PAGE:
Sears is in trouble: What shoppers should do if the company files for bankruptcy
For years, there have been reports of Sears death spiraling toward the corporate graveyard alongside other popular brick-and-mortar retailers.
The company, once one of the great brands of America, has managed to stay afloat in recent years by borrowing cash from its CEO and selling off desirable assets such as real-estate and brands.
Now, reports say Sears is working with advisers to prepare to possibly file for bankruptcy, as soon as this week. But just because Sears Holdings Corp. might be in trouble doesn’t mean consumers have to be.
In the wake of all that’s happening, here’s what Sears shoppers should know:
Question: Will my local store close?
So far, Sears has announced that 46 of its underperforming stores are closing in November. The plan involves shutting down 13 Kmart locations and 33 Sears stores in several states.
Q: Can I still use my gift card?
A: Yes – at least for now. But experts suggest that you put them to use ASAP.
“In general, people shouldn’t hold on to gift cards,” said Katherine Hutt, director of communications for the Council of Better Business Bureaus. “They should go and spend them as soon as they can, regardless of the status of the company.”
Q: What’s the best time to shop for deep discounts?
A: Now – maybe.
“When retailers close stores, they are likely to have some sales. You have to be careful though. Yes, some items are going to be deeply discounted, but it is also likely they will be marked ‘no return,’ ” Hutt said.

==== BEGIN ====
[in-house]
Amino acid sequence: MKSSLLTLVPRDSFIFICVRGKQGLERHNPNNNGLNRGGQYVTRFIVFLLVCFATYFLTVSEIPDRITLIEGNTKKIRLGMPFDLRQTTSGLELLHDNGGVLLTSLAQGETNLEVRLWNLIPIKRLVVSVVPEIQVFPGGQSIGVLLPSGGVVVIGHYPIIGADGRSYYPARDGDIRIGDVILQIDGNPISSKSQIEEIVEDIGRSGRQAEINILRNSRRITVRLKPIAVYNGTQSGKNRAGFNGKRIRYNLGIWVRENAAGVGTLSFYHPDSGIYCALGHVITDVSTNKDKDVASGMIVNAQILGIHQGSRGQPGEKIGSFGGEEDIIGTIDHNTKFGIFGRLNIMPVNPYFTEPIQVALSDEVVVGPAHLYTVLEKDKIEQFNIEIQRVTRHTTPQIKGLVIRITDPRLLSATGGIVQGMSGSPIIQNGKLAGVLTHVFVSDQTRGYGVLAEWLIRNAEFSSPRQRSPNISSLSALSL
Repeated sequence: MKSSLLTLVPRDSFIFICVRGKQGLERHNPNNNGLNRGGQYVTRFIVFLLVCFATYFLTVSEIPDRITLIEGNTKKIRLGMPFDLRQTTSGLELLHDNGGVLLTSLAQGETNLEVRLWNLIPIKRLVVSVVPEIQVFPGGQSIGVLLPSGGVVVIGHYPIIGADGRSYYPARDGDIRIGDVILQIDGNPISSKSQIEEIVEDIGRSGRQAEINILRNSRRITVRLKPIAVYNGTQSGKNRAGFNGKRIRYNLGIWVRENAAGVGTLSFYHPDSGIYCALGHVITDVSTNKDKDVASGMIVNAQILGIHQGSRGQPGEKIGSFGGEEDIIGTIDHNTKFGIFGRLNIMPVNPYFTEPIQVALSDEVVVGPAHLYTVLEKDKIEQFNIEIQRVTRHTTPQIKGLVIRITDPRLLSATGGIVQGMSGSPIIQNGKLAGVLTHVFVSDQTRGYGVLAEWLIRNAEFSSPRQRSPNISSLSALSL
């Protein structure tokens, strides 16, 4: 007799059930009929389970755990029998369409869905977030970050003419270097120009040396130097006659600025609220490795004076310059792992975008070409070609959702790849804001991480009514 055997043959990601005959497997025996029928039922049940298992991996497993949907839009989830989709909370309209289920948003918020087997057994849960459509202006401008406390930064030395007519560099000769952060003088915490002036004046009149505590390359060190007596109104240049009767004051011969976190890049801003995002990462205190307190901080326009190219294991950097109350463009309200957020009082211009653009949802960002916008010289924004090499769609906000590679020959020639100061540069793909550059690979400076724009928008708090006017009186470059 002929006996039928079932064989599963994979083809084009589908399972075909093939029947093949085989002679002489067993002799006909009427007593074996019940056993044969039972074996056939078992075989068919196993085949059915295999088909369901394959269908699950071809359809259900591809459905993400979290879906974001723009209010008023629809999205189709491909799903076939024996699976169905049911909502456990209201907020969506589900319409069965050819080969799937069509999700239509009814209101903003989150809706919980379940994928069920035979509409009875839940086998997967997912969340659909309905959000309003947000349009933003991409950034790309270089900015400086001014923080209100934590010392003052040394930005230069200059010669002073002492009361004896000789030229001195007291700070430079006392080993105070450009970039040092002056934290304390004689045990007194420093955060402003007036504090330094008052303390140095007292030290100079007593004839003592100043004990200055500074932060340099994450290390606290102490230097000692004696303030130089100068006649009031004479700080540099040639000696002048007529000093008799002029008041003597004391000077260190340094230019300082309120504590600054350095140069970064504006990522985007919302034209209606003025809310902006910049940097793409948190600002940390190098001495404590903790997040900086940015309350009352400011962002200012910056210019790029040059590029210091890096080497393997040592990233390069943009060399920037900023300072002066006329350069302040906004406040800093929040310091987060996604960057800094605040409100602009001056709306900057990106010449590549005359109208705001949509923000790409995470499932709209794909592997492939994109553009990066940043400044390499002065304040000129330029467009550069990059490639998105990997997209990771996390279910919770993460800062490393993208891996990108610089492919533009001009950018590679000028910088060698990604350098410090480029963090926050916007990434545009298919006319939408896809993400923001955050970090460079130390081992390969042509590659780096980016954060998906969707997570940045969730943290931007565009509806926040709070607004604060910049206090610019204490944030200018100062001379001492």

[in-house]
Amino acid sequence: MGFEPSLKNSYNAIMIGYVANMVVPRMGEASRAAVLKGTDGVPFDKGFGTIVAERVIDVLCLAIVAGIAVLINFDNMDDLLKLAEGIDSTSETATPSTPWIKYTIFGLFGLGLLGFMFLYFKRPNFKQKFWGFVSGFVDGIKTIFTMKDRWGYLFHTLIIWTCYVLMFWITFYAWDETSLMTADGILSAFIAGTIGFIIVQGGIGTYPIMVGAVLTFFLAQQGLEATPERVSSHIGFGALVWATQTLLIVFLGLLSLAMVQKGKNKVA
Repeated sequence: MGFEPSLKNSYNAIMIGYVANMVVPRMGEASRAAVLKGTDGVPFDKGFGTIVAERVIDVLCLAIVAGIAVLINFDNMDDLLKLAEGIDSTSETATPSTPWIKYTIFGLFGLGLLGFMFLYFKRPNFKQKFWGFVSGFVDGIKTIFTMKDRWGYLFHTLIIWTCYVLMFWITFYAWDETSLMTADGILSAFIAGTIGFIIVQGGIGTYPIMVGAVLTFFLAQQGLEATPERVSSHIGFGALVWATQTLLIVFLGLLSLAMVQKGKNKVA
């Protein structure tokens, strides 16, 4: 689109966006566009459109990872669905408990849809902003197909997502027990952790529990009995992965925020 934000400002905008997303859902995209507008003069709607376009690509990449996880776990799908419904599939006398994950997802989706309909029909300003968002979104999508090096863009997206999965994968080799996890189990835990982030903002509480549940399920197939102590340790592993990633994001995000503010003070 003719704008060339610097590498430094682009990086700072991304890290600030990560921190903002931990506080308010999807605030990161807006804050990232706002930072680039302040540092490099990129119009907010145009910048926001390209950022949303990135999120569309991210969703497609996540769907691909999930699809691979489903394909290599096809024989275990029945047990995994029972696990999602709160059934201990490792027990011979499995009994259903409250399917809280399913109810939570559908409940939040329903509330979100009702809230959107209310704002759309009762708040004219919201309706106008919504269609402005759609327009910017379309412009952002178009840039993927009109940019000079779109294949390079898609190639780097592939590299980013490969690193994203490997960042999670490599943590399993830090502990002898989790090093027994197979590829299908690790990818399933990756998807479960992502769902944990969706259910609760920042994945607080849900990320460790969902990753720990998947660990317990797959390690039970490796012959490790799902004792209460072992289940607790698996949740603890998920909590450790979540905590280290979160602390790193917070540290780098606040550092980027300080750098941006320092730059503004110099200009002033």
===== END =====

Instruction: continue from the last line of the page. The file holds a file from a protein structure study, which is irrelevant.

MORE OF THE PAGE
There may not be a store to return to.
Q: I purchased an extended warranty. Will Sears still honor it?
A: Until the point at which a company files for bankruptcy, warranties and return policies will likely be “business as usual,” Hutt said.
However, when Sears closed down its Canada stores last year, the retailer stopped honoring extended warranties. “After October 18, Sears will no longer be in a position to honour Sears Protection Agreements to customers,” the chain said in a 2017 release.
Refunds on protection agreements were only allowed if purchased within 30 days of the company’s liquidation announcement.
The good news is that some other companies stepped in to honor the agreements and perform repairs at no cost to customers. But that’s no guarantee.
Q: Will the return policy change?
A: It shouldn’t change immediately, according to the BBB.
Q: What about layaway?
A: “If you have anything on layaway, you should go get it and pay it off. If you were planning to buy anything to match something you already have, you should get that as quickly as possible,” Hutt said.
Q: How do I leave a complaint?
A: Sears has been a BBB-accredited business since 1966, so the company is required to handle complaints up until it files for bankruptcy. “Closing a business doesn’t relieve the owner of that responsibility,” according to the BBB website.
If you would like more information, contact your local Better Business Bureau.
Follow Dalvin Brown on Twitter: @dalvin_brown
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